Rome's local authorities have been battling with the gladiators (which is what they call themselves most of the time, despite usually dressing as Roman centurions) for years, accusing the street artists of over-charging, intimidating, and even pick-pocketing unsuspecting tourists.
Now, anyone caught dressed as a historical figure for photos and video will face a fine of up to 400 euros - even if they weren't actively requesting cash.
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Similar bans were in place between November 2015 and April this year, when a court overturned the prohibition, siding with a group representing street artists and centurions.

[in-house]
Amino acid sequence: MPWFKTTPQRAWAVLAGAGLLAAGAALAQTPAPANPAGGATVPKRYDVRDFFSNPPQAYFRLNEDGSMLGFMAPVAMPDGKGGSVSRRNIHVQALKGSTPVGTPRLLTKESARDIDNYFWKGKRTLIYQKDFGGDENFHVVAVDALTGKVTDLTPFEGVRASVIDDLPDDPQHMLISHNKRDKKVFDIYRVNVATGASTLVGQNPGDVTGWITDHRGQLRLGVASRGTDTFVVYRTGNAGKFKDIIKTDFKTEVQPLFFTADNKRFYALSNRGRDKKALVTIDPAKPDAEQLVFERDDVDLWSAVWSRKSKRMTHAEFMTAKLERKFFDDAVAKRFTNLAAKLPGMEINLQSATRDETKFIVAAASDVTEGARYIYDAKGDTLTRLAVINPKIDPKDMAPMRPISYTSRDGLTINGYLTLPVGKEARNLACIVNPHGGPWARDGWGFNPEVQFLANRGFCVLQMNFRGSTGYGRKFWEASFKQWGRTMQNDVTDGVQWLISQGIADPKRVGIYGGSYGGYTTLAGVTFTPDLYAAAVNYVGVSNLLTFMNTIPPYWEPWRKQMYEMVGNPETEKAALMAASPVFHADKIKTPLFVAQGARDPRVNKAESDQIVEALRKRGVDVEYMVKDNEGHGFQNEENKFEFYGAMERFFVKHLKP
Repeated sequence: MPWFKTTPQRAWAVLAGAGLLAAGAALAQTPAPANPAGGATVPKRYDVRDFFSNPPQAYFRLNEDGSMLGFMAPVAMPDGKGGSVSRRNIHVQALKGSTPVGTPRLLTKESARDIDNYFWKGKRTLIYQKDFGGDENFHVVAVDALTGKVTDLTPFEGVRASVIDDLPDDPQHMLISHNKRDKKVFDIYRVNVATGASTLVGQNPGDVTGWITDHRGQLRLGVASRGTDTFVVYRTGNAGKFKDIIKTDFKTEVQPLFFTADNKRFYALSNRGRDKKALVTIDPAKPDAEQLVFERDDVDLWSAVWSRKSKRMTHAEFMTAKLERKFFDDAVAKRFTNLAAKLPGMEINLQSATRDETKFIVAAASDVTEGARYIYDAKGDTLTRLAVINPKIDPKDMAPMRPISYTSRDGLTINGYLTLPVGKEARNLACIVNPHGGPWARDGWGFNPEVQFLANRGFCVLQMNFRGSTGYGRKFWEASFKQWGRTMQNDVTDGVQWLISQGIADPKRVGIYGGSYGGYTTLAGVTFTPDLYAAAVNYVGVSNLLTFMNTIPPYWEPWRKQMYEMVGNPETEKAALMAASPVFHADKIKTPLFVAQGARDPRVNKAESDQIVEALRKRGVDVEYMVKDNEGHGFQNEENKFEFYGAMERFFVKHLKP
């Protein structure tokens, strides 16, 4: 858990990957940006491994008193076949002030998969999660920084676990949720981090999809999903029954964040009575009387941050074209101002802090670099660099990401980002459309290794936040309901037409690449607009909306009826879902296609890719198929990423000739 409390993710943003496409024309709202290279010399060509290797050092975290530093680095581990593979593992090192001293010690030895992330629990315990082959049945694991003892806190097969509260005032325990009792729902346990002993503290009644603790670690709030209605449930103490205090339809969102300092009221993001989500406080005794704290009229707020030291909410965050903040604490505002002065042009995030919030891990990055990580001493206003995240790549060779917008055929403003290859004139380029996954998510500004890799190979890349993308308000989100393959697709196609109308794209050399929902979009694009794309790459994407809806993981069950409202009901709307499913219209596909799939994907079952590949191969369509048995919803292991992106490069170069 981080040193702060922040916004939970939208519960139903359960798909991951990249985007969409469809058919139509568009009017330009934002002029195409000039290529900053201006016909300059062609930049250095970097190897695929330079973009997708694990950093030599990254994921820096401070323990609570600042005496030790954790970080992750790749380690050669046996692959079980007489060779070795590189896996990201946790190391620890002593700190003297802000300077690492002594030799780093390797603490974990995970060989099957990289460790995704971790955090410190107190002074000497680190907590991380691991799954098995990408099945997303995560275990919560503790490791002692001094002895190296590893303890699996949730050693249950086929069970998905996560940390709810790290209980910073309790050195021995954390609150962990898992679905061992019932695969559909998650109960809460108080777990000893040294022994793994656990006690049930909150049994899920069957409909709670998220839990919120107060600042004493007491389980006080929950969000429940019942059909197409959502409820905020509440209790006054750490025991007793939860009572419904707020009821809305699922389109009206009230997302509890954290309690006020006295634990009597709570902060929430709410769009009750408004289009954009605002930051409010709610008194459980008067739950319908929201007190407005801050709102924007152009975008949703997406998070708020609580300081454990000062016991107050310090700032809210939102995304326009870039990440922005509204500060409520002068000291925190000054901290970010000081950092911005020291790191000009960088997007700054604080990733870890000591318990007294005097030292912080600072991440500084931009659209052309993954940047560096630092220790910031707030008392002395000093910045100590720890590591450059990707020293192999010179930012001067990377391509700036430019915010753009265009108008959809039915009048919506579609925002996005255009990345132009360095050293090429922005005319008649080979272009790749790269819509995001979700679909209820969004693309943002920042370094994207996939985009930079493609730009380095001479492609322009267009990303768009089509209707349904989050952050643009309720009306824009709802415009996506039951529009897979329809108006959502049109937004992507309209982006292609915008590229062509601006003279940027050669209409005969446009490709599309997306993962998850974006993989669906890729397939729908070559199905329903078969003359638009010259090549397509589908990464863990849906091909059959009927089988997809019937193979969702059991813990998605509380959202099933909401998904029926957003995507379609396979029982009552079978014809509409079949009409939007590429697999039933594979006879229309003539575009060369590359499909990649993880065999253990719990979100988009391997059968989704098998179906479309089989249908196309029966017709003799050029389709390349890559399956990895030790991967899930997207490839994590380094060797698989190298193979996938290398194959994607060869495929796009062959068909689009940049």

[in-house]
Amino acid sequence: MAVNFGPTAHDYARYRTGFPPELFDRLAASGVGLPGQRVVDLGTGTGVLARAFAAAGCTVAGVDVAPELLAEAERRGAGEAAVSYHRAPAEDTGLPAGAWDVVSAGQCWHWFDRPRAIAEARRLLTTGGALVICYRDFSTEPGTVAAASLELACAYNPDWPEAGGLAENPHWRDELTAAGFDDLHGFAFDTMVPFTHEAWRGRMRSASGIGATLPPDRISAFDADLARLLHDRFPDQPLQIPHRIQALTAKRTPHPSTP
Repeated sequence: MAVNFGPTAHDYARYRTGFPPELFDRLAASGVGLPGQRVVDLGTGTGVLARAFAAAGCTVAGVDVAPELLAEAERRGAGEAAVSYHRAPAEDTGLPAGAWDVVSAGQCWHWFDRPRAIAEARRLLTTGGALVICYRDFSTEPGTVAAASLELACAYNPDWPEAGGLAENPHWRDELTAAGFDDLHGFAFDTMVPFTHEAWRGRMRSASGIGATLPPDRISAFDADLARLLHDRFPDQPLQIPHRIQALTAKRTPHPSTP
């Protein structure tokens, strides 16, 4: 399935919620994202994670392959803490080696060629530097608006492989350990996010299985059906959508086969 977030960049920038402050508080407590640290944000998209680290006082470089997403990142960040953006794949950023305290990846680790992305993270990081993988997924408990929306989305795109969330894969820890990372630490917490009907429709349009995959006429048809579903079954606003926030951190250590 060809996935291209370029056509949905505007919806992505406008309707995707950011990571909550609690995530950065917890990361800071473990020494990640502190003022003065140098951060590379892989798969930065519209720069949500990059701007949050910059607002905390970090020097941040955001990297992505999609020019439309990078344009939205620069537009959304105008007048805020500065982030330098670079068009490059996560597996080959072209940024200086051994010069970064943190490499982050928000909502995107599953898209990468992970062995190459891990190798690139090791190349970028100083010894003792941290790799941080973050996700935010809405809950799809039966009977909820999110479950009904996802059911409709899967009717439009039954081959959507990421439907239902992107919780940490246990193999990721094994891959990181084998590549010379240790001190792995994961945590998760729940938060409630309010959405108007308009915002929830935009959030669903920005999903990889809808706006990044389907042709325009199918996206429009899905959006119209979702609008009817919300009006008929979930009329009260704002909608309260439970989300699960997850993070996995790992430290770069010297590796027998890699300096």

Speaking at the weekend, Raggi said the new ban was justified because the costumed figures "have a negative effect on road traffic and prevent the full enjoyment of the monuments and scenic beauty of the city".
She also said those who worked in the trade were "persistent and sometimes aggressive towards visitors" to the ancient city.
Back in 2002, a law obligated costumed 'street actors' to pass an exam, including English language and a general culture test, before they could work in the capital.
One of the main issues is that the gladiators often aren't clear that that there's a charge for a photo with them, and some are conned out of large amounts for a photo - particularly if they haven't worked out the conversion rate of their currency into euro.
A viral video in 2015 showed a Romanian TV crew getting their wallets stolen by a group of Colosseum centurions who took €100 as compensation for a couple of photos in front of Rome's most iconic building.
In the video, the Romanian film crew ask onlooking police officers to help them get their money back, but the officers advise them it's better not to take action.